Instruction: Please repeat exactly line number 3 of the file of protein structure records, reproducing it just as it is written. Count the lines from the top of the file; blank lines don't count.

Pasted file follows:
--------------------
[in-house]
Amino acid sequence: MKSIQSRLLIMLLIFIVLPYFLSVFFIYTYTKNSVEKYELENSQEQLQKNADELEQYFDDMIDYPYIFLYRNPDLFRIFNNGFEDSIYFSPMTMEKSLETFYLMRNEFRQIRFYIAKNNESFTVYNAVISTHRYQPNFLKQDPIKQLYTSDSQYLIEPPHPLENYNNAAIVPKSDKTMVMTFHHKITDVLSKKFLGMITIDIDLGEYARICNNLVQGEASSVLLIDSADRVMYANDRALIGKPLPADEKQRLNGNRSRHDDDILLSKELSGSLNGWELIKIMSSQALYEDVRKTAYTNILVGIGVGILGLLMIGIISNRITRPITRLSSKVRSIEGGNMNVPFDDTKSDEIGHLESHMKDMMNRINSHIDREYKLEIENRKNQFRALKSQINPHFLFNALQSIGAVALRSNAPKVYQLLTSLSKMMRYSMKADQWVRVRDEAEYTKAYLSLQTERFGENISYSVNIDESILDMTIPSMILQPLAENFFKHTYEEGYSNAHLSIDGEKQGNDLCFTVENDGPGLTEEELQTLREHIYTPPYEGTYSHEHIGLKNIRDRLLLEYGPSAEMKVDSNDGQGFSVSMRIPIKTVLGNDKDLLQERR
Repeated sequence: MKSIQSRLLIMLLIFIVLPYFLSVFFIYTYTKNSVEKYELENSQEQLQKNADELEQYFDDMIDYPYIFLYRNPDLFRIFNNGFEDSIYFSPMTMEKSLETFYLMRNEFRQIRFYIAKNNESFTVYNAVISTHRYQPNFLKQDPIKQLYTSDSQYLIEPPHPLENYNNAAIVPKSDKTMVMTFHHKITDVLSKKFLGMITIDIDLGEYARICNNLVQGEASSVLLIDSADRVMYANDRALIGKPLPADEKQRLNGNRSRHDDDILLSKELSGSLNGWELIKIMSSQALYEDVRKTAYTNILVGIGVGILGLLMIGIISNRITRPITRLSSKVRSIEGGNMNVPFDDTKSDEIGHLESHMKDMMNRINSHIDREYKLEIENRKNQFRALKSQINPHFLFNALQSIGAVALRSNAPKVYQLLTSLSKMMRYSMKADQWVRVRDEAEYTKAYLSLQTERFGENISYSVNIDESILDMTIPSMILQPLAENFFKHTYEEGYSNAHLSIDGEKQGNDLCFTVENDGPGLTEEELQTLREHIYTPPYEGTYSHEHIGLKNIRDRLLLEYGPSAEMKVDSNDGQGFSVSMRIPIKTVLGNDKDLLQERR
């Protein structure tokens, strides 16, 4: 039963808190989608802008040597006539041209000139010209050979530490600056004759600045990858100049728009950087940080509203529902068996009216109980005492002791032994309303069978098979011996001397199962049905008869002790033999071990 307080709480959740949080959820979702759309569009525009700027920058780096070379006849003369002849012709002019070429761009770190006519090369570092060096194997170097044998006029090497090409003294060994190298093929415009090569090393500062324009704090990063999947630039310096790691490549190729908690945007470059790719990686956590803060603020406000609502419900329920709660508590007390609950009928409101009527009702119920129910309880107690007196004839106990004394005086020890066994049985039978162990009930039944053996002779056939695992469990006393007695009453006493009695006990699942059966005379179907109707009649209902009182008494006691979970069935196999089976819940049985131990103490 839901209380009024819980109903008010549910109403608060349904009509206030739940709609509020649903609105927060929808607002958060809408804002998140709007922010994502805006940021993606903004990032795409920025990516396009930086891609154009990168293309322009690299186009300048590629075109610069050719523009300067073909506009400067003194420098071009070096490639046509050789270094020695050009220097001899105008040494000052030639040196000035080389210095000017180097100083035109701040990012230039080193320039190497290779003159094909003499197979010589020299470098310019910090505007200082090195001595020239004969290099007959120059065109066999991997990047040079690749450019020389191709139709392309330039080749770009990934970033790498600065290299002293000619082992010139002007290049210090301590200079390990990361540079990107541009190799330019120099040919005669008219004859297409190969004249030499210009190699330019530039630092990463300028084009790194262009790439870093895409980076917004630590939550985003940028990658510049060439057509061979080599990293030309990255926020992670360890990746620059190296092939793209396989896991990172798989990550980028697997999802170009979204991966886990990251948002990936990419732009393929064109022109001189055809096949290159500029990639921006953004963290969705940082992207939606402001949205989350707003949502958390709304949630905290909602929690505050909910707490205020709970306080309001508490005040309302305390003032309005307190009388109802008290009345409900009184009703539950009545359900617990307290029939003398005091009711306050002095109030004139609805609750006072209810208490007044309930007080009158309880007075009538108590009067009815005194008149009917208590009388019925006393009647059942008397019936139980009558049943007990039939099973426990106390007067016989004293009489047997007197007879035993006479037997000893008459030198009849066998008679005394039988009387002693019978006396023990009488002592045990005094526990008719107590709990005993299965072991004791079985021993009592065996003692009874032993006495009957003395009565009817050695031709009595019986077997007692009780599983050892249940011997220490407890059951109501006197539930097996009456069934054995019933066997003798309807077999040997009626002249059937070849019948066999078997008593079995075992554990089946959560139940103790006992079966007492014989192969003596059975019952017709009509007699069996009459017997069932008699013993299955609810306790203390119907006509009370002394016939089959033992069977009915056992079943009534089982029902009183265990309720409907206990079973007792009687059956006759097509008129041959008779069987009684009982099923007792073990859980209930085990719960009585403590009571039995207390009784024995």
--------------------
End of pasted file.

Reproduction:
Repeated sequence: MKSIQSRLLIMLLIFIVLPYFLSVFFIYTYTKNSVEKYELENSQEQLQKNADELEQYFDDMIDYPYIFLYRNPDLFRIFNNGFEDSIYFSPMTMEKSLETFYLMRNEFRQIRFYIAKNNESFTVYNAVISTHRYQPNFLKQDPIKQLYTSDSQYLIEPPHPLENYNNAAIVPKSDKTMVMTFHHKITDVLSKKFLGMITIDIDLGEYARICNNLVQGEASSVLLIDSADRVMYANDRALIGKPLPADEKQRLNGNRSRHDDDILLSKELSGSLNGWELIKIMSSQALYEDVRKTAYTNILVGIGVGILGLLMIGIISNRITRPITRLSSKVRSIEGGNMNVPFDDTKSDEIGHLESHMKDMMNRINSHIDREYKLEIENRKNQFRALKSQINPHFLFNALQSIGAVALRSNAPKVYQLLTSLSKMMRYSMKADQWVRVRDEAEYTKAYLSLQTERFGENISYSVNIDESILDMTIPSMILQPLAENFFKHTYEEGYSNAHLSIDGEKQGNDLCFTVENDGPGLTEEELQTLREHIYTPPYEGTYSHEHIGLKNIRDRLLLEYGPSAEMKVDSNDGQGFSVSMRIPIKTVLGNDKDLLQERR